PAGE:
Diagnostic significance of angiographically observed visceral aneurysms with regard to polyarteritis nodosa

Acta Radiol. 1991 Mar;32(2):143-8.


During a 10-year period, intraparenchymal aneurysms were found in 38 of 748 patients at selective abdominal angiography with magnification technique. According to strict criteria, 17 patients were classified as suffering from necrotizing vasculitis of the polyarteritis nodosa group (PAN), 7 from severe arterial hypertension, and 3 from rheumatoid arthritis. The diagnoses of 5 patients remained to be confirmed, and each of the remaining 6 patients suffered from various other diseases. PAN was diagnosed histopathologically in 2 patients without angiographic aneurysms. Based on the 156 patients in whom the indication for angiography was suspicion of arteritis, the angiographic diagnosis of PAN had a sensitivity of 89 percent and a specificity of 90 percent, a positive predictive value of 55 percent and a negative predictive value of 98 percent. The mean number of both renal and hepatic aneurysms was higher in patients with PAN than in the other patients (p less than 0.01 and p less than 0.05, respectively). Five PAN patients had numerous and large aneurysms, whereas the aneurysms of the other 12 PAN patients did not differ from those of patients with other diseases. Patients with PAN had renal infarcts more often than the other patients (p less than 0.05). Our findings suggest that visceral angiography is useful in establishing the diagnosis of PAN, but the angiographic finding of aneurysms is not pathognomonic.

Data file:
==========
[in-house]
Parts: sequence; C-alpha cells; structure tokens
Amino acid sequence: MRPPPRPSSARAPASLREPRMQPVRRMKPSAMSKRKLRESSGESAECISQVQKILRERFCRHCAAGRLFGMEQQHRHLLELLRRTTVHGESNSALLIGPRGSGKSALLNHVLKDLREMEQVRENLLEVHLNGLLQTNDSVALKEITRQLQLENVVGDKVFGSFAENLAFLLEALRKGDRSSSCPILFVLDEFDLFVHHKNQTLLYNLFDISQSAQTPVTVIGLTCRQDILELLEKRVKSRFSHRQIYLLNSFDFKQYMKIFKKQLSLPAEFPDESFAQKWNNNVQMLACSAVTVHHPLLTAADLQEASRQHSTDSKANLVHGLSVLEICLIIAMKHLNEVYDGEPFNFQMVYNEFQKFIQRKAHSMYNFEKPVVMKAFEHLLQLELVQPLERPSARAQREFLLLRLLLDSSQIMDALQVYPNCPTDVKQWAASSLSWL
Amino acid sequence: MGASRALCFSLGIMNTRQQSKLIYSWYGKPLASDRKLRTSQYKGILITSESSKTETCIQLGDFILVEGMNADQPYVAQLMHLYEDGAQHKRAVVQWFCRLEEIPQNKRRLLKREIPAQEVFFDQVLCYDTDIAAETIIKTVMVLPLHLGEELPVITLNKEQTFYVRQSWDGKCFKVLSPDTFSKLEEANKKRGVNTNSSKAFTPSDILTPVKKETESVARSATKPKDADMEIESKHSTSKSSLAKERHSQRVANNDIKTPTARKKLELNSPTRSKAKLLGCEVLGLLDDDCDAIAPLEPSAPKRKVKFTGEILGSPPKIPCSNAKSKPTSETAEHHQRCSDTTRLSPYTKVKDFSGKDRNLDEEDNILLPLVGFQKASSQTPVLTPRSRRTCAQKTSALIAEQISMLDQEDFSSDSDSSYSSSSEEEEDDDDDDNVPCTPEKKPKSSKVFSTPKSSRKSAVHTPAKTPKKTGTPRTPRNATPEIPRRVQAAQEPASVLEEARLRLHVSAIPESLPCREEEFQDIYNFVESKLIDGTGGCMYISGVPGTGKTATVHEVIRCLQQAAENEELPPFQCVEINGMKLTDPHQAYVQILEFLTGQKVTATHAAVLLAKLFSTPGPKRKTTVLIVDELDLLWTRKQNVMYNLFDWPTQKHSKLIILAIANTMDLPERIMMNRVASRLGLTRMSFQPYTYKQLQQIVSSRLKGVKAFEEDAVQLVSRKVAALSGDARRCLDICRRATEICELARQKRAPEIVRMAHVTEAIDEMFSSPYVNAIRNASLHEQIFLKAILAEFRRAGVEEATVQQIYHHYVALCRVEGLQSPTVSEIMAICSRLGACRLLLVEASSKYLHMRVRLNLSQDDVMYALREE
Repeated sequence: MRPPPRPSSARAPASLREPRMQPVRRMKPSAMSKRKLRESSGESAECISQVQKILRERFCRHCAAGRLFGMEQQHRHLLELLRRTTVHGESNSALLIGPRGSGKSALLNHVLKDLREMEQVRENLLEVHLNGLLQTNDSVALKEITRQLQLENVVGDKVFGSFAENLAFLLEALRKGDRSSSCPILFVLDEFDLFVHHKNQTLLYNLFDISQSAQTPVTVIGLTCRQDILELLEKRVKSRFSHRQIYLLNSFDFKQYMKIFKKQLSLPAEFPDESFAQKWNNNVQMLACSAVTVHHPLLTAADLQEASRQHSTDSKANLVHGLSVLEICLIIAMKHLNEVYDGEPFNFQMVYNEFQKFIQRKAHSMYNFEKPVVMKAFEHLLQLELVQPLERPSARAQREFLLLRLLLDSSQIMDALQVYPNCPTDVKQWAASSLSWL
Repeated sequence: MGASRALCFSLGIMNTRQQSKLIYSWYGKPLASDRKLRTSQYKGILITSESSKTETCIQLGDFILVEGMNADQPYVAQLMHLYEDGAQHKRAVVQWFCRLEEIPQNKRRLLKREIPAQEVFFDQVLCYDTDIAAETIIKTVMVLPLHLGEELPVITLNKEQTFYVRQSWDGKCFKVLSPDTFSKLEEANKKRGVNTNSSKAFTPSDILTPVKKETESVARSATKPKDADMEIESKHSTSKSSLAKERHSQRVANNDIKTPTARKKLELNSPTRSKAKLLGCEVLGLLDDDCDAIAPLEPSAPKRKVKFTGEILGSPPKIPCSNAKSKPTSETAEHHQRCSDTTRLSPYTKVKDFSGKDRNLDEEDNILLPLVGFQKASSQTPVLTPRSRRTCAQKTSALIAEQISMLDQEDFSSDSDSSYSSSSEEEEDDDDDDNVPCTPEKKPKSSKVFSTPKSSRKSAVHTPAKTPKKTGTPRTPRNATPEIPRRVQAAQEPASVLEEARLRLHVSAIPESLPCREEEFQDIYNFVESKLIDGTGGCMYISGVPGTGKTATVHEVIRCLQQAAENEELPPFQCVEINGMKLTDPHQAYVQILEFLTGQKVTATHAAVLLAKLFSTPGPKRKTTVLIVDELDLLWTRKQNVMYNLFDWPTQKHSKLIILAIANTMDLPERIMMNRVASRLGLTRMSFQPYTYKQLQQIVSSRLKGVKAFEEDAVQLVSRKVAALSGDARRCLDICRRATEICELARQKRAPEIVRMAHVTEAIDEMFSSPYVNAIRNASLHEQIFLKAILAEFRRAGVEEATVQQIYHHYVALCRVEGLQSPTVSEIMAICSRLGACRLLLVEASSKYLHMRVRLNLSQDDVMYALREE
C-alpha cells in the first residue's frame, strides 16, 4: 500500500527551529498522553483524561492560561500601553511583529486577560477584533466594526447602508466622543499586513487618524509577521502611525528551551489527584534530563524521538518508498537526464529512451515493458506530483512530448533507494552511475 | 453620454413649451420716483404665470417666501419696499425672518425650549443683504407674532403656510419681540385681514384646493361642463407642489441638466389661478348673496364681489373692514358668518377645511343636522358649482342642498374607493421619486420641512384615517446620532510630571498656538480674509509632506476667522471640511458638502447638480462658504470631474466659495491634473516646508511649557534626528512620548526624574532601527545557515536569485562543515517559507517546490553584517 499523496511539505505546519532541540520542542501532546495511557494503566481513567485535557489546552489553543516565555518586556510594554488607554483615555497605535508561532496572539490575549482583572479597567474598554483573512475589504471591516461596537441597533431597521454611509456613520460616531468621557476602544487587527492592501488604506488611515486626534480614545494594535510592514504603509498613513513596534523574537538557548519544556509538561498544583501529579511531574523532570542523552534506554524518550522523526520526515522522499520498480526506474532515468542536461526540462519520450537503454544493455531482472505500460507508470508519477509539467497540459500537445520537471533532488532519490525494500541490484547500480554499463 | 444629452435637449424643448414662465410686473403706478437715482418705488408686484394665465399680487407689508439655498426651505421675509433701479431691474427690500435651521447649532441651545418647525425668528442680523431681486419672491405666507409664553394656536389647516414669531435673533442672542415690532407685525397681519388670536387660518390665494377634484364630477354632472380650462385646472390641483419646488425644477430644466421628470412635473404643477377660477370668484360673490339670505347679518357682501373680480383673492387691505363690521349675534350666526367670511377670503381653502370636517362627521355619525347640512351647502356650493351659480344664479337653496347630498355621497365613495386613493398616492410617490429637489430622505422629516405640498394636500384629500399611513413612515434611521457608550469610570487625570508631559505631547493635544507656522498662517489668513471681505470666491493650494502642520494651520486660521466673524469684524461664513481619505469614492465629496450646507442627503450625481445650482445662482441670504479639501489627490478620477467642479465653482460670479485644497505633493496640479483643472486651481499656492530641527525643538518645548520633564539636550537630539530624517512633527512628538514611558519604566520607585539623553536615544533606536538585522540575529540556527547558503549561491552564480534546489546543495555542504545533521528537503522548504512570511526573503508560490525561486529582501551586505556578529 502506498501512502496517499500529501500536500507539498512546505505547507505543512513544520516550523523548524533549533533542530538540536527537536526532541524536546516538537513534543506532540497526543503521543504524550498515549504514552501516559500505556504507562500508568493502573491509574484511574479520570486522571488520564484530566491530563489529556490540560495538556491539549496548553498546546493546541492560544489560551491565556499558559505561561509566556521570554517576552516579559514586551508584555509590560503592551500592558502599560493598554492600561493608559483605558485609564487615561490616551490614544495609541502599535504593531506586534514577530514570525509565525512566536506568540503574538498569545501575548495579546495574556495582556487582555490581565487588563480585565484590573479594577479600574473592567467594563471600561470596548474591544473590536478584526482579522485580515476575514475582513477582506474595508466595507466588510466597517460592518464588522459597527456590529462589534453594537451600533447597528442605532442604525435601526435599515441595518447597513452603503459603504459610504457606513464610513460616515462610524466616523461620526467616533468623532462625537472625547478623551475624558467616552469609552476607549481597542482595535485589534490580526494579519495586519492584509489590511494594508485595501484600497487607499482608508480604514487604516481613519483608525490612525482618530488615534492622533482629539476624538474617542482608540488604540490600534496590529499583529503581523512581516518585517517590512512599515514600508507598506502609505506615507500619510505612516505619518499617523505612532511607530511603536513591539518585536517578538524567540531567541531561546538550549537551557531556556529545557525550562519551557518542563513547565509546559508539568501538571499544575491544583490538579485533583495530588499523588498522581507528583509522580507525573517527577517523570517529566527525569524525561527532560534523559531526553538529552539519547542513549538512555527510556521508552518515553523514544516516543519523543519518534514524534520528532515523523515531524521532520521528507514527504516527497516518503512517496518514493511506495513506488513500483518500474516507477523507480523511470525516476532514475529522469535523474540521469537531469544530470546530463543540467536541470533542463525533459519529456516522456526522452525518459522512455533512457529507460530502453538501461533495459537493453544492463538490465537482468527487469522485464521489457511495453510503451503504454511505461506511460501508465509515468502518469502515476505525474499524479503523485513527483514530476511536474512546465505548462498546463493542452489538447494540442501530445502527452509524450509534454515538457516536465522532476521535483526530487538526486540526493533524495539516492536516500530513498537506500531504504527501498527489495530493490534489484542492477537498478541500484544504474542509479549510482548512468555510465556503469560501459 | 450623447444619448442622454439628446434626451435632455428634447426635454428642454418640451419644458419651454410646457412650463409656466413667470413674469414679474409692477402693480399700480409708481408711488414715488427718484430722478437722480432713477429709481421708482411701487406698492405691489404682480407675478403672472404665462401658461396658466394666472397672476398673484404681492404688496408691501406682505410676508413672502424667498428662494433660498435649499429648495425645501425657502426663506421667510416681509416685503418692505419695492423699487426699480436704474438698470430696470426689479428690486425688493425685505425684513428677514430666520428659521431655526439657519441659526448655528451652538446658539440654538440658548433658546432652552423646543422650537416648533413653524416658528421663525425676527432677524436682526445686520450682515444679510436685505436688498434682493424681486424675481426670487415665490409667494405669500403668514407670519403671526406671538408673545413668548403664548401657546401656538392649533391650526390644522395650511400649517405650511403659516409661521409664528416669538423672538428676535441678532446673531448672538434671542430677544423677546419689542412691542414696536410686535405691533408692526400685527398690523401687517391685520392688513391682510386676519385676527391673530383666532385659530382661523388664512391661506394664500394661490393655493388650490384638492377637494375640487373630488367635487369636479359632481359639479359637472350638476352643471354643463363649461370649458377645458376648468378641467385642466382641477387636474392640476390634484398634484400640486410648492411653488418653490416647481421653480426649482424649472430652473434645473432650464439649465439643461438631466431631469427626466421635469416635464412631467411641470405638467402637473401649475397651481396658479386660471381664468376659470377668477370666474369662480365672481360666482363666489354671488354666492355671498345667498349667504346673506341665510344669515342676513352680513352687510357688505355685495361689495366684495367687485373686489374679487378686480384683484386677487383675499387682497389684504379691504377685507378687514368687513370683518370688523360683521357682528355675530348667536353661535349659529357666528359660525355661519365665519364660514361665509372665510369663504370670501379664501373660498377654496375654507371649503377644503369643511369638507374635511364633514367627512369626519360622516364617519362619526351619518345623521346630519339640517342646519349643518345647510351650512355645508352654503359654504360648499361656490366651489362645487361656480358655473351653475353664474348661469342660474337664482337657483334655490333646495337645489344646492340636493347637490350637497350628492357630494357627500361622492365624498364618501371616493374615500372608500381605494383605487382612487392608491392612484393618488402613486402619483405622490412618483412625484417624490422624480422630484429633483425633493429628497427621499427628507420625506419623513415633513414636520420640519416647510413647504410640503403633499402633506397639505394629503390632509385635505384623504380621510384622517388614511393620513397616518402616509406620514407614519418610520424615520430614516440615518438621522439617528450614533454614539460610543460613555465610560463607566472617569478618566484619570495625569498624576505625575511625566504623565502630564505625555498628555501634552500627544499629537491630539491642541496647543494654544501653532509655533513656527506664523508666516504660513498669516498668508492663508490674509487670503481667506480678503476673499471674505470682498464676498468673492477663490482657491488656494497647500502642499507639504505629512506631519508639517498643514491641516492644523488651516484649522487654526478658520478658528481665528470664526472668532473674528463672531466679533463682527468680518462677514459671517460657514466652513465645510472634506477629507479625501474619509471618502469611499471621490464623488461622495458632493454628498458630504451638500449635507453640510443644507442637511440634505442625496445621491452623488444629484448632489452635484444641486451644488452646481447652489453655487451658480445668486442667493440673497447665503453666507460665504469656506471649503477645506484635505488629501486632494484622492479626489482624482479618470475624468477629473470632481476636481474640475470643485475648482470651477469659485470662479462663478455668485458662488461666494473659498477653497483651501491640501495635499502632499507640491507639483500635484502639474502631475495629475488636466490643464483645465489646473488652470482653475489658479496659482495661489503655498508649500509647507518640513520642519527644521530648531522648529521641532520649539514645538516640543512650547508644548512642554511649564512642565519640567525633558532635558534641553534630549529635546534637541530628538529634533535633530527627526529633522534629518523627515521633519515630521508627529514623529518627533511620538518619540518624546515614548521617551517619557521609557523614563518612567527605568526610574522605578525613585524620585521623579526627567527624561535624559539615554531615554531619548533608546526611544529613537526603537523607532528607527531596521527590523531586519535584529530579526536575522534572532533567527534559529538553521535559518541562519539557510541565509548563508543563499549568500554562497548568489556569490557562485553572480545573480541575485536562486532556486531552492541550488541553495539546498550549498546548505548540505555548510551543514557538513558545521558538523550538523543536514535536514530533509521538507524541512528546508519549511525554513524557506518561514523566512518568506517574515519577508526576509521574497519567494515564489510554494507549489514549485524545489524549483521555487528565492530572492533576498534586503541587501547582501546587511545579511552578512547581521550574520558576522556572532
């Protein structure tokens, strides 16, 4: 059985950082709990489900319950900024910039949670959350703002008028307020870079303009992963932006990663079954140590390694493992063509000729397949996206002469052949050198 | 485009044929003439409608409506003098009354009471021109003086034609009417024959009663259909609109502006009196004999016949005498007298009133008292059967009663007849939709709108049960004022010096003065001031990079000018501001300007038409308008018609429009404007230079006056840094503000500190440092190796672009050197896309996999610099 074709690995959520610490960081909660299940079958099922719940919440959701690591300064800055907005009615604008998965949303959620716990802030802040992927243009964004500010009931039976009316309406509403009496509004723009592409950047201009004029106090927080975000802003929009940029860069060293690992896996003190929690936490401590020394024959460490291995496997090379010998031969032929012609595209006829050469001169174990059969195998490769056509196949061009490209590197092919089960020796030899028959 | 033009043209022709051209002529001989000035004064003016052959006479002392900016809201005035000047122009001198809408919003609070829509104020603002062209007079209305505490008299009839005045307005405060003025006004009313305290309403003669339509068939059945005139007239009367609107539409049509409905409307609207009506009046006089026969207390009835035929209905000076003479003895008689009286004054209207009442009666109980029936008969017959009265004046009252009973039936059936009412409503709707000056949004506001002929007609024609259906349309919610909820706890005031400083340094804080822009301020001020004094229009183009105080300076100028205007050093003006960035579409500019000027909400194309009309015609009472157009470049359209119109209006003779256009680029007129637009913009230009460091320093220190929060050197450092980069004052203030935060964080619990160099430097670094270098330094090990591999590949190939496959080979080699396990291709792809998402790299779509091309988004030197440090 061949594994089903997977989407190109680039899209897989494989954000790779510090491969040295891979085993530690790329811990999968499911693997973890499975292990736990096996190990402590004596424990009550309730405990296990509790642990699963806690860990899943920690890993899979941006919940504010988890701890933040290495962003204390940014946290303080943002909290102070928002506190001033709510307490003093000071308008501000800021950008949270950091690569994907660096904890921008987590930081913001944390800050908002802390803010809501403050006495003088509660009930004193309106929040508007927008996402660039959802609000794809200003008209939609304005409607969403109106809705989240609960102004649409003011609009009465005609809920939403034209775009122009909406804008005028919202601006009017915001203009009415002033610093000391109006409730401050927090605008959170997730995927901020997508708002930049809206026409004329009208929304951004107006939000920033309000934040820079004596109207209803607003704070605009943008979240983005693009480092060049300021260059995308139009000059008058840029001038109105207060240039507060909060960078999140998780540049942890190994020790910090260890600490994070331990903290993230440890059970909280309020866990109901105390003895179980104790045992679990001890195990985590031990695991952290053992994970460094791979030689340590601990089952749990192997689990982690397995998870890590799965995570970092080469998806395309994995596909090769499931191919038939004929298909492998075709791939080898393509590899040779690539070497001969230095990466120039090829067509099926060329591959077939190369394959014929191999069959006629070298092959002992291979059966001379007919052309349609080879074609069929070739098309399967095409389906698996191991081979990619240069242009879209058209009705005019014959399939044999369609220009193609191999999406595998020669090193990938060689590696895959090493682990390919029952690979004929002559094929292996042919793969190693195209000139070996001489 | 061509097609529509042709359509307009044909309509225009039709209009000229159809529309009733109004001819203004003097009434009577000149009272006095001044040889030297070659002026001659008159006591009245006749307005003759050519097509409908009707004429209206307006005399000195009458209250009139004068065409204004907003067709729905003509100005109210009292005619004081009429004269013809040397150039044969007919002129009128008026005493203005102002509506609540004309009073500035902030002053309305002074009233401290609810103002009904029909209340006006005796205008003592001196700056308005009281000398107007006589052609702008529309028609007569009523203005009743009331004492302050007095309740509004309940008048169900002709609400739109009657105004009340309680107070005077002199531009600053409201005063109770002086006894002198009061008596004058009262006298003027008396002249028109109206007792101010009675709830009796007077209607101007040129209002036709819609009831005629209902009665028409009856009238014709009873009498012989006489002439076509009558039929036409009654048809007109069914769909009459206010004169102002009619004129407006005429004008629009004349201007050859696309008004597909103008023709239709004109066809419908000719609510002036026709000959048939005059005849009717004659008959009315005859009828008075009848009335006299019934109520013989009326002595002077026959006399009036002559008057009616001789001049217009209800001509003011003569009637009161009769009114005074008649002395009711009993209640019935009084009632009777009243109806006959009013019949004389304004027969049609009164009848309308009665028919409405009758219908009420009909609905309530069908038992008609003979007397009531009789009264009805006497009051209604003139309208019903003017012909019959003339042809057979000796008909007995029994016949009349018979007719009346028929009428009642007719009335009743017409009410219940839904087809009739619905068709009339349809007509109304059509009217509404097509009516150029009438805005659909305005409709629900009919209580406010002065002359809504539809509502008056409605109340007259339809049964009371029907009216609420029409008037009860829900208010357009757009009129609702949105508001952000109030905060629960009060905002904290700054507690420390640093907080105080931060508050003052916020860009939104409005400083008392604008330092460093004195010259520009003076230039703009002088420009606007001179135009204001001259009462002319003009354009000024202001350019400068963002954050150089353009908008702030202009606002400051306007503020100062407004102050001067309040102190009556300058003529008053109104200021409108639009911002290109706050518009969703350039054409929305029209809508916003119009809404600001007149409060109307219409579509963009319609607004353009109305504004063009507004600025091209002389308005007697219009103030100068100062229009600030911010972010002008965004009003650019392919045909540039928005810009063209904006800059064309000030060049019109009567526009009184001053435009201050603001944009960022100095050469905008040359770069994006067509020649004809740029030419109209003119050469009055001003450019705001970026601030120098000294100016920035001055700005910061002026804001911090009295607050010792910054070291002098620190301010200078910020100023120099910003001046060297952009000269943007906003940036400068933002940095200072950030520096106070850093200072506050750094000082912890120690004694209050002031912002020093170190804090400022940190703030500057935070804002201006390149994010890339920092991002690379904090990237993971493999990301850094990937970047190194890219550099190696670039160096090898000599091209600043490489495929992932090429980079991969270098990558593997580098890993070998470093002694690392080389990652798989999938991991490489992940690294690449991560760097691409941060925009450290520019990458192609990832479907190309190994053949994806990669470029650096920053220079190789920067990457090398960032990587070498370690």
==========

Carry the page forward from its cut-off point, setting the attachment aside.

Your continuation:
MeSH terms

  • Adult
  • Aged
  • Aneurysm / diagnostic imaging*
  • Aneurysm / etiology
  • Angiography*
  • Female
  • Hepatic Artery / diagnostic imaging
  • Humans
  • Male
  • Middle Aged
  • Polyarteritis Nodosa / complications*
  • Predictive Value of Tests
  • Renal Artery / diagnostic imaging
  • Viscera / blood supply*